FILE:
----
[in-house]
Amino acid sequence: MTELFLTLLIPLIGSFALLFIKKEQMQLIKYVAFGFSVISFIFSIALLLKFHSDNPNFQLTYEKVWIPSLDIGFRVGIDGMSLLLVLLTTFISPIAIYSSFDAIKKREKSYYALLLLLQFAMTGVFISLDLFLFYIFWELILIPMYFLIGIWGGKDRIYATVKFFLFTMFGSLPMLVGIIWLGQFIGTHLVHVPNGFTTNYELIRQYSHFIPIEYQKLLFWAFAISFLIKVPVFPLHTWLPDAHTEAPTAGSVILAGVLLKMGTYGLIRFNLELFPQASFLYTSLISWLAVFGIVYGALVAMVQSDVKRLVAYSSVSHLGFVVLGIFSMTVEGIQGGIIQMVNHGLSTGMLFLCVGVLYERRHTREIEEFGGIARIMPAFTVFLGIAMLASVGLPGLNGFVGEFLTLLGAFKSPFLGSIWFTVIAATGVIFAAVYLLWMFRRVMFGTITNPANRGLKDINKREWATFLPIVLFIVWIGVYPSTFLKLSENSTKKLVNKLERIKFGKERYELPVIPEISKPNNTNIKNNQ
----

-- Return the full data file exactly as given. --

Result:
[in-house]
Amino acid sequence: MTELFLTLLIPLIGSFALLFIKKEQMQLIKYVAFGFSVISFIFSIALLLKFHSDNPNFQLTYEKVWIPSLDIGFRVGIDGMSLLLVLLTTFISPIAIYSSFDAIKKREKSYYALLLLLQFAMTGVFISLDLFLFYIFWELILIPMYFLIGIWGGKDRIYATVKFFLFTMFGSLPMLVGIIWLGQFIGTHLVHVPNGFTTNYELIRQYSHFIPIEYQKLLFWAFAISFLIKVPVFPLHTWLPDAHTEAPTAGSVILAGVLLKMGTYGLIRFNLELFPQASFLYTSLISWLAVFGIVYGALVAMVQSDVKRLVAYSSVSHLGFVVLGIFSMTVEGIQGGIIQMVNHGLSTGMLFLCVGVLYERRHTREIEEFGGIARIMPAFTVFLGIAMLASVGLPGLNGFVGEFLTLLGAFKSPFLGSIWFTVIAATGVIFAAVYLLWMFRRVMFGTITNPANRGLKDINKREWATFLPIVLFIVWIGVYPSTFLKLSENSTKKLVNKLERIKFGKERYELPVIPEISKPNNTNIKNNQ